I hope these thoughts are helpful to you!
Thanks, James, good answer. One clarification, though, which i think you will agree with. You said,
“But receiving the huiothesia of sons makes us legal adults and heirs of God through Christ who are no more treated as servants.”
We are not in bondage as slaves (owned by another), but we willingly serve as “servant-sons” to our Savior/Brother and Heavenly Dad/Father. Serving freely in love, not from necessity or legal requirement.
And Israel was adopted as the people through whom the Written Word and the Living Word would come, to save us. In fact, Israel is called God’s “son” multiple times, like:
"Then you shall say to Pharaoh, ‘Thus says YHWH, Israel is my firstborn son, and I say to you, “Let my son go that he may serve me.” If you refuse to let him go, behold, I will kill your firstborn son.’”
James, thanks for sharing the link with information about adoption in Rome. Seeing the connection between adoption and inheritance helps a lot in studying Romans and Ephesians.
I’m curious whether Paul wanted his readers to see a connection between Israel’s adoption and ours even though the commentaries don’t bring this out. Since there weren’t originally chapter breaks in Paul’s letter, wouldn’t the Romans have seen a relationship between the adoption in Romans 9:4 and the adoption in Romans 8:15 & 23?
Paul detailed in chapter 8 how Christians receive the adoption with future glory. His Jewish audience would have connected the idea of adoption with inheritance and probably thought, “Wait! God promised us the inheritance and glory,” (Deuteronomy 4:20-21, Exodus 40:34-35; Leviticus 9:6). So Paul pressed pause on his other thoughts and spent three chapters (Romans 9-11) explaining what happened to God’s promises to Israel.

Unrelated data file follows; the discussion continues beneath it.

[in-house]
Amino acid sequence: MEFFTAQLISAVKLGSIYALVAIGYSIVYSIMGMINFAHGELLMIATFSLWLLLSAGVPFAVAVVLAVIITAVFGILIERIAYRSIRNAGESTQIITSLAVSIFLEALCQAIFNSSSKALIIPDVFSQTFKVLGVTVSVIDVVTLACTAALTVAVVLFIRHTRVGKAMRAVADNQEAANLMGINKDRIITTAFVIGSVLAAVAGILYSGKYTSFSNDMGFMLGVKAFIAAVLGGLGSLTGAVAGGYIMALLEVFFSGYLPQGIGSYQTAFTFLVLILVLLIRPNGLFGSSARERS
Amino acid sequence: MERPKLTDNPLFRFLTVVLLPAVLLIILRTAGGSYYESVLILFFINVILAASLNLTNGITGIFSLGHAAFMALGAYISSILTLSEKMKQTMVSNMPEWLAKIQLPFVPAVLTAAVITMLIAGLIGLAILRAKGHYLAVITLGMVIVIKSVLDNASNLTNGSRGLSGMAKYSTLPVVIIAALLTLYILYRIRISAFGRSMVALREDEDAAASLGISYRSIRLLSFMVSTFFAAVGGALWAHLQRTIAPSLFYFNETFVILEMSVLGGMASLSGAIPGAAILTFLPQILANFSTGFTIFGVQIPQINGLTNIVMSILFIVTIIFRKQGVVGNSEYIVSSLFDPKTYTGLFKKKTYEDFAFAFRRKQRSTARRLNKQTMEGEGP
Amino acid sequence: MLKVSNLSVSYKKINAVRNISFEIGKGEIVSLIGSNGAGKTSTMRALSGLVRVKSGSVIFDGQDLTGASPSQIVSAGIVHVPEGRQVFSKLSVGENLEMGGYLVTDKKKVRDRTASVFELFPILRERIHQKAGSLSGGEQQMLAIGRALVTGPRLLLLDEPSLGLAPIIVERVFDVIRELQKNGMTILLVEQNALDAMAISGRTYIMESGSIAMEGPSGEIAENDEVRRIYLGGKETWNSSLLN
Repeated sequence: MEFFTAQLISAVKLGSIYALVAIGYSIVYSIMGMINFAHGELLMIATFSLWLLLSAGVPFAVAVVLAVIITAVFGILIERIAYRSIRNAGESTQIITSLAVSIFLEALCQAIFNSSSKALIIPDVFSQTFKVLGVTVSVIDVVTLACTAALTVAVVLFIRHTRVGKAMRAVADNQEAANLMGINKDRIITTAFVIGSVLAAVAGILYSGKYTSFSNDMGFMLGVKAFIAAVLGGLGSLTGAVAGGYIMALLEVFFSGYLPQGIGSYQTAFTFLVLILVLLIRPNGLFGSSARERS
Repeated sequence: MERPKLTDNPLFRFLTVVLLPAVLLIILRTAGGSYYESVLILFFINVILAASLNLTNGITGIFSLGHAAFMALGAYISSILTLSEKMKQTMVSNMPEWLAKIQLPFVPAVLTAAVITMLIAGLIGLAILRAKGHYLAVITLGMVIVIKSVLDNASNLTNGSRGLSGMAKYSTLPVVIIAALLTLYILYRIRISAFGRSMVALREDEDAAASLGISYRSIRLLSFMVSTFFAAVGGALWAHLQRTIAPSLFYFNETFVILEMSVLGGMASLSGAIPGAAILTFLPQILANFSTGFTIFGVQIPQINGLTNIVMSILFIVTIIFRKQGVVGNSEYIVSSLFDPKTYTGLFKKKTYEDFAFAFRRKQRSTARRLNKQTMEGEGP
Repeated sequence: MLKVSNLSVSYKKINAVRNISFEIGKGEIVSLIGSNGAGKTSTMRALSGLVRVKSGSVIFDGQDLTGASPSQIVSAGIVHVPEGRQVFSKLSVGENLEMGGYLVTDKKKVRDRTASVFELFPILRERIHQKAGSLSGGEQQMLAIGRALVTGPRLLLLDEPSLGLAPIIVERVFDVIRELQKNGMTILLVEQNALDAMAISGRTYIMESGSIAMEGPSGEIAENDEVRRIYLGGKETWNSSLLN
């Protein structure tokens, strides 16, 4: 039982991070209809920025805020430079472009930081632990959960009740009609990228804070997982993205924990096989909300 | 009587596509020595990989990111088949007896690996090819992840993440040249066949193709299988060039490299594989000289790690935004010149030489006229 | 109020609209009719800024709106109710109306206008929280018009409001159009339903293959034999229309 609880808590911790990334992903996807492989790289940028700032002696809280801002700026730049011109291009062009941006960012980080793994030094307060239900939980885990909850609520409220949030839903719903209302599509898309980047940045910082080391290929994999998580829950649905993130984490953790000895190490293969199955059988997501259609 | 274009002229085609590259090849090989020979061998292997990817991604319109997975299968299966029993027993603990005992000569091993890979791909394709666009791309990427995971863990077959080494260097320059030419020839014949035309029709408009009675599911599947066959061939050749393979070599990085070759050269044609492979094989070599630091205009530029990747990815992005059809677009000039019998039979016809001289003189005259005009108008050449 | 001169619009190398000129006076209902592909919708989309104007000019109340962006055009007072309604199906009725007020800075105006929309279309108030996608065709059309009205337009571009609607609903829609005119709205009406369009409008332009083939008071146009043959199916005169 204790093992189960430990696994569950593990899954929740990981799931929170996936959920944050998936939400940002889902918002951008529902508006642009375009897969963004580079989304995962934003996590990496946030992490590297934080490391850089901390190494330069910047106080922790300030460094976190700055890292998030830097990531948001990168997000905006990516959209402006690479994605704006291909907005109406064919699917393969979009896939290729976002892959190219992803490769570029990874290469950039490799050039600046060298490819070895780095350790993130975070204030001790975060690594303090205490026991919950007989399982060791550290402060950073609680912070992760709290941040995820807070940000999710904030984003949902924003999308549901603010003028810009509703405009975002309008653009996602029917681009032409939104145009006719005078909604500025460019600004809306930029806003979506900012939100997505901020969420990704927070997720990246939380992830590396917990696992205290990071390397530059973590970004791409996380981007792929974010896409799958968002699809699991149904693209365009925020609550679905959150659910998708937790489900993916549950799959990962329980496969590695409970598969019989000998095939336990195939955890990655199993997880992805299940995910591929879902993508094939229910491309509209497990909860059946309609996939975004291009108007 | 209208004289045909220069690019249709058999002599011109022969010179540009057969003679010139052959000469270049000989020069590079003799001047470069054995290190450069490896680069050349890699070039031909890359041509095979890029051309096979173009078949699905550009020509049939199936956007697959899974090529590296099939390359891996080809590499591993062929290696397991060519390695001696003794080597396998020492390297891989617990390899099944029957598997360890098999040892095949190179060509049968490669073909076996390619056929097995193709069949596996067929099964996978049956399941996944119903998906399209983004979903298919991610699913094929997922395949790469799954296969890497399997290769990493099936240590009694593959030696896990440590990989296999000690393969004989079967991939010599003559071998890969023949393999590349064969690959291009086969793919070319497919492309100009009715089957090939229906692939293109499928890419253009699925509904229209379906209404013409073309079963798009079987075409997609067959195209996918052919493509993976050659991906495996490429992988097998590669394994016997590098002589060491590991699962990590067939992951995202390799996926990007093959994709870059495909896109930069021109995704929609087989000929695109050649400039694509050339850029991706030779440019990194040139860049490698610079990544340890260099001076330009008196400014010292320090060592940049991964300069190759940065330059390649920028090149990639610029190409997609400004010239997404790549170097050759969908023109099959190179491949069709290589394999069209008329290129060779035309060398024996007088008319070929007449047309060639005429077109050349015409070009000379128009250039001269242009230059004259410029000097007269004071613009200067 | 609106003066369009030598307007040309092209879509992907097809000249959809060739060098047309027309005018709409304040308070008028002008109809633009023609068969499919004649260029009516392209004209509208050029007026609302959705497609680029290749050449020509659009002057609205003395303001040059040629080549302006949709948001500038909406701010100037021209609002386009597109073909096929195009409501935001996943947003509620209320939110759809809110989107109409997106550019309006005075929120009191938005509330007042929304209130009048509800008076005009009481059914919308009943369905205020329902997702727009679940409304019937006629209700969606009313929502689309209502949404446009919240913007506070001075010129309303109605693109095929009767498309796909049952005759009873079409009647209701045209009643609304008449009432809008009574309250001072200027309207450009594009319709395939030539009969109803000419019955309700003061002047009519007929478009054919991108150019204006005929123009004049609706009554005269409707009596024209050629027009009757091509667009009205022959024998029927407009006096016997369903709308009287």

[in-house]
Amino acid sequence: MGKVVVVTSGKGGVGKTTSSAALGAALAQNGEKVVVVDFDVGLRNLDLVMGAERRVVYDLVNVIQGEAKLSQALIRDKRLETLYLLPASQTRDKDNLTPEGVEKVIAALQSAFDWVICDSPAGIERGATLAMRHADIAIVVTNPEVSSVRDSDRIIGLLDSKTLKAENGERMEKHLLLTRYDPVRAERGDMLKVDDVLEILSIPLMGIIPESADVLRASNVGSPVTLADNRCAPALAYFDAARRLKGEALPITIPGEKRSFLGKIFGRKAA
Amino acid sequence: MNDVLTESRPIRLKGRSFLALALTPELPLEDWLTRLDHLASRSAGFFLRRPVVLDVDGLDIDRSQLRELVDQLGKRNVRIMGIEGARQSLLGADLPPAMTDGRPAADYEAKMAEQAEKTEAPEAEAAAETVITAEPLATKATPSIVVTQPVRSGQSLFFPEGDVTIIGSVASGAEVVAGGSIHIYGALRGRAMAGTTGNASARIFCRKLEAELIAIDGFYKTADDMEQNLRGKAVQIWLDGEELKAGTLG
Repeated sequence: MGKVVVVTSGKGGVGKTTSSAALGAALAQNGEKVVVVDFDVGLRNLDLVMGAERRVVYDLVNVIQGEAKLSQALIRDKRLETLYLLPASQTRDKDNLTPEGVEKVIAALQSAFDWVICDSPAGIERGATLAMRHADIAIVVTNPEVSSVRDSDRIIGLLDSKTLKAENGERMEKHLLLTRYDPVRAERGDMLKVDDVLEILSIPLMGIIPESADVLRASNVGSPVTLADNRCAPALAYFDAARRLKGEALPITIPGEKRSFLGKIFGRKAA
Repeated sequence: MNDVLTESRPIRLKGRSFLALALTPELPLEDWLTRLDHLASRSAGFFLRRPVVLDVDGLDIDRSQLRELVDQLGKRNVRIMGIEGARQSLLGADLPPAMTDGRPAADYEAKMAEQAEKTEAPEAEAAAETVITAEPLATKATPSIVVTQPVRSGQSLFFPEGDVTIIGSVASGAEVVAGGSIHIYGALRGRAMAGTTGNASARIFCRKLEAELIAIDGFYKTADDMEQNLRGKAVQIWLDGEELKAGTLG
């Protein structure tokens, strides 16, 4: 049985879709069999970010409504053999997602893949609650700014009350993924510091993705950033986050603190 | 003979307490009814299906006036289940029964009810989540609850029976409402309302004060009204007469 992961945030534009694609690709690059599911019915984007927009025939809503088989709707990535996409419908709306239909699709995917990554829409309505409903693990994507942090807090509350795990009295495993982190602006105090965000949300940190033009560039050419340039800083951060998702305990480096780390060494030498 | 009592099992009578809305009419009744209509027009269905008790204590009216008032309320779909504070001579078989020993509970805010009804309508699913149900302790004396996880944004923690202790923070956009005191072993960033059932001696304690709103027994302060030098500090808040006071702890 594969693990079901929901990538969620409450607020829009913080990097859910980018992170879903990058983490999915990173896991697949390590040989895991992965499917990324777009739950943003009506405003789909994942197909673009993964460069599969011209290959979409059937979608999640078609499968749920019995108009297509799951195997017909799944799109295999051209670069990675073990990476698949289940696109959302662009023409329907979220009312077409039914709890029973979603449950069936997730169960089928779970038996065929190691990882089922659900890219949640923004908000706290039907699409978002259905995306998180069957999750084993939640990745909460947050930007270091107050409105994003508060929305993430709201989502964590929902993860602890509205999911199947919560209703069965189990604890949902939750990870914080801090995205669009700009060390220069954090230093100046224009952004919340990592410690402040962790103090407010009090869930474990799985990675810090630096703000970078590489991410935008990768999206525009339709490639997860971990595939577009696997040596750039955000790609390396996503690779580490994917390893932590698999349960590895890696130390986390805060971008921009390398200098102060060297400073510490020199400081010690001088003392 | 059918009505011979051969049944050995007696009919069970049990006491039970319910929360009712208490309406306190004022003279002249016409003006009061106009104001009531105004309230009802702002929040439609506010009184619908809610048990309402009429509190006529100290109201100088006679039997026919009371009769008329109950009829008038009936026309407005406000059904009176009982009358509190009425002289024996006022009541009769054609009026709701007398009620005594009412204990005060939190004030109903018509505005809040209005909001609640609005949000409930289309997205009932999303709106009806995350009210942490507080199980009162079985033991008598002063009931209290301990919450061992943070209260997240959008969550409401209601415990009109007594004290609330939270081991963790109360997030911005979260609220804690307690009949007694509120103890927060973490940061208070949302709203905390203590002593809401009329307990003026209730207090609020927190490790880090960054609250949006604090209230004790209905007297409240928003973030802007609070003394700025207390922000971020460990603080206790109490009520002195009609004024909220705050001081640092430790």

Ephesians seems very similar. According to the Bible Background Commentary by Craig Keener, Ephesus had a “large, ancient and influential Jewish community.” In Ephesians 2:11-22 Paul explained how the Gentiles became fellow citizens with the Jews and members of the household of God, and in Ephesians 3:6 he stated that the Gentiles are now fellow heirs.
Was he setting the stage in Ephesians 1? He listed certain blessings for the church that the Jews would have considered their special territory, blessings like being adopted to receive an inheritance (Ephesians 1:5, 11). Could Paul have used the word chose in Ephesians 1:4 like a code word to show we have equal status with God’s chosen people of the Old Testament (Deuteronomy 4:37)?
Would you agree that there is a strong Jewish flavor to these passages about adoption, or am I missing something in the broader context?
Yes, many passages do teach that our service is a service of love. But I’m not sure this is a good passage to seek that in. (But then, you might not have been meaning that it was - you might have been merely making a general observation, with which - you are right - I would agree.)
The point he’s making in verses 5-7 is that God’s people in the New Testament aren’t being dealt with as servants at all (loving or otherwise), but as adult sons who have outgrown the oversight of the school masters and disciplinarians of their childhood - which is how His people in the Old Testament were dealt with in verses 1-3. They were treated as servants, and it was meant to prepare them to come out from under the schoolmaster and to come under Christ (Galatians 3:24-25).
Perhaps you are suggesting that there is a parallel between the national adoption of Israel at the time of the Exodus to inherit the promised land, and the adoption of individual believers to inherit the kingdom - that the two cases seem to move in similar directions.
Fair enough - I can see how one could make that case. Food for thought - thank you!
And yes, Paul’s use of the word chosen (the same Greek root as elect) does remind us that salvation makes a Gentile a “naturalized Israelite” in the sight of God - as Ephesians 2:11-19 elaborates on.
I like your 'style", James. Another way of saying what i meant to mean was this: as His adopted kids, we are “living extensions” of His Life/Love. And that was the underlying intention of the adoption of Israel as His “Son”.
No longer slaves to sin or to mortal mankind, we are yet eternally bound together with Him as “parts serving the Whole”. One Body, One Mind, One Spirit…Thus we are a new kind of “servant”, even as Christ serves the Father, and all of us.
I’m sure we have much agreement, but may be using slightly different shades of meaning in terminology.
I like your explanations very much, Jennifer. Oh, wait! I could have just done a “like” – but that doesn’t seem as personal, does it.